reverence as they listened attentively to a guide and I asked an Abbey warden if he knew who they were. He said they were Italian university students. “You must remember this was once part of the Roman Empire,” he explained. “London was an important Roman outpost. For these young people their visit here is like a pilgrimage into their country’s past.” We both agreed that it was remarkable that after almost 2,000 years Rome’s modern descendants would still be moved to pay homage
to the achievements of their distant ancestors. “I doubt that we will ever do the same,” I said. “We couldn’t care less after just 60 short years.” He was somewhat taken aback by my harsh judgement until I showed him the covered Medal of Honour. He said he hadn’t noticed it and kept shaking his head before pronouncing judgment with a typically stiff upper lip: “Well, Sir, in Roman times they didn’t have television.” Harry Liedtke, Kelowna
Ask people if they’d like Express yourself to return their HST rebates
We welcome letters that comment in a timely manner about stories and editorials published in the Capital News.
Fletcher from A8 different sales taxes. Quarterly HST rebate cheques went out last week to more than a million B.C. residents at the lowest end of the income scale. Ask those people if they’d like to lose that benefit, a real example of the kind of income equalizing measure that Dix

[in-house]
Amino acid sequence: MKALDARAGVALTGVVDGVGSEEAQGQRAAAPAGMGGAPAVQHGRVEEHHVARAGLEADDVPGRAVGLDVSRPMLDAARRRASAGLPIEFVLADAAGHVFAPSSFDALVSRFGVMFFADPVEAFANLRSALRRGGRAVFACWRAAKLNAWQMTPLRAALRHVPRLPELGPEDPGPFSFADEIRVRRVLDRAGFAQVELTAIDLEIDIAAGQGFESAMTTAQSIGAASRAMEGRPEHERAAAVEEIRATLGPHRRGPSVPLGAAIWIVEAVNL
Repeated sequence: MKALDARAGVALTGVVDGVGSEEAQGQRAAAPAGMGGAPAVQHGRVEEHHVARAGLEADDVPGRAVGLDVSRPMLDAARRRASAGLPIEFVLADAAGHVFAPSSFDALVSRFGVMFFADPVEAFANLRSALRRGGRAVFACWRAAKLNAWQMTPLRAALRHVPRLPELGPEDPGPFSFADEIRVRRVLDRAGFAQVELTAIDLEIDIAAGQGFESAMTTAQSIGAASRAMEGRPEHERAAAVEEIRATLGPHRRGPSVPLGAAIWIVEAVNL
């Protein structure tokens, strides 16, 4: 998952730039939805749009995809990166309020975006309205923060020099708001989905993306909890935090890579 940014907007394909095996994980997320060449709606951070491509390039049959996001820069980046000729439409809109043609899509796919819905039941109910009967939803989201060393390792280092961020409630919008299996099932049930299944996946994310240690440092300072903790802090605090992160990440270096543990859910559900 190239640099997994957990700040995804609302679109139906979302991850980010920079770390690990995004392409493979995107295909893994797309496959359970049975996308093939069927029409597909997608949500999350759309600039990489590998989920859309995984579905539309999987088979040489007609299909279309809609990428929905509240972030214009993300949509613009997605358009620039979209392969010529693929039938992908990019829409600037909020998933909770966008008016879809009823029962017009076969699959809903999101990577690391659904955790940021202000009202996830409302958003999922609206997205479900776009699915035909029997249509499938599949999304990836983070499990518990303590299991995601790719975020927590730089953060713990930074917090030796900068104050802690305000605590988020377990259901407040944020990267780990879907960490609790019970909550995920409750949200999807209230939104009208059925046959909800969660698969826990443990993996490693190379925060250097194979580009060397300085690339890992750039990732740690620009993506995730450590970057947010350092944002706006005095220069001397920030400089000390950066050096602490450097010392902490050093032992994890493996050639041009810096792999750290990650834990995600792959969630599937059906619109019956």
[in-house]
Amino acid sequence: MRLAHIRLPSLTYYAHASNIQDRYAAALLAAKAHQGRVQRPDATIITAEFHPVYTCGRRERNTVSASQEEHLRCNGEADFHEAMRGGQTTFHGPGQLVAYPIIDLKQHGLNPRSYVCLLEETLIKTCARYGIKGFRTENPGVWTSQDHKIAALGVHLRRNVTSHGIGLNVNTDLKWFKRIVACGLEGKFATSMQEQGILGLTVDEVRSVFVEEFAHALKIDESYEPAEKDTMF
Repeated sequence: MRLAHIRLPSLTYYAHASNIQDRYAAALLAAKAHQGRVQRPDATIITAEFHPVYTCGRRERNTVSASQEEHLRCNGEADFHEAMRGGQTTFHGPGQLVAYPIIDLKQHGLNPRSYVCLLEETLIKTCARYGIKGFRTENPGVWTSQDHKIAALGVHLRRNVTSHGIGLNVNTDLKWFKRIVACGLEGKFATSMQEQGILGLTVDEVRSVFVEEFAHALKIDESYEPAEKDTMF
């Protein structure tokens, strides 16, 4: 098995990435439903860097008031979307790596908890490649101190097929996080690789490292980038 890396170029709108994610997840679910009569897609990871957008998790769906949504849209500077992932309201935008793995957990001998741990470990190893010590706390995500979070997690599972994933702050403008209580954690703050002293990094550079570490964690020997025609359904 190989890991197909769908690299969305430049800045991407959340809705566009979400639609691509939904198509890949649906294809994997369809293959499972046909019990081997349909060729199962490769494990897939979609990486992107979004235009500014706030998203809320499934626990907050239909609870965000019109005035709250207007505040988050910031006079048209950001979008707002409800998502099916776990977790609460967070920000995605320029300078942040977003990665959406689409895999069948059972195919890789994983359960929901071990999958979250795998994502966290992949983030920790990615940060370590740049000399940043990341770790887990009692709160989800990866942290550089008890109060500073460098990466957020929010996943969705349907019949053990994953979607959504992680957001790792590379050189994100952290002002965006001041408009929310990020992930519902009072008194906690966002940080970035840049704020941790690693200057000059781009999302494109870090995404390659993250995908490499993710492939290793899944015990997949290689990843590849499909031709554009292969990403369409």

calls his top priority. Ask a laid-off mill employee if he’d like to go back to work, and pay HST on movies and a dinner out. ••• Further to last week’s column about Dix’s plan to raise corporate tax rates, I now regret referring to his program as “Marxism Lite.”
I fell for his strident rhetoric about taxing big corporations. His proposal amounts to raising the tax on corporate net income in excess of $500,000 by a modest two per cent. Tom Fletcher is legislative reporter and columnist for Black Press and BCLocalnews.com. firstname.lastname@example.org
Letters under 200 words will be given priority in considering them for publication. We reserve the right to edit for clarity, brevity, legality and taste. Letters sent directly to reporters may be treated as letters to the editor. Letters must bear the name, address and telephone number of the writer. Names will be withheld at the editor’s discretion, only under exceptional circumstances. E-mail letters to email@example.com, fax to 763-8469 or mail to The Editor, Capital News, 2495 Enterprise Way, Kelowna, B.C., V1X 7K2.
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local Brownie leaders received a request for 800 boxes of Girl Guide cookies from one girl recently, they wondered how she would sell them all before the end of the month. But Micayla Filliol had already sold the cookies to a local company, Boyd Autobody. Late last week, 67 cases of the sweet treats were delivered to the company by the super sales girl. For her effort, the Springfield Brownie won a netbook computer. Here, Micayla poses with some of the cookies, John Dueck of Boyd Autobody and district commissioner Barb Wilson.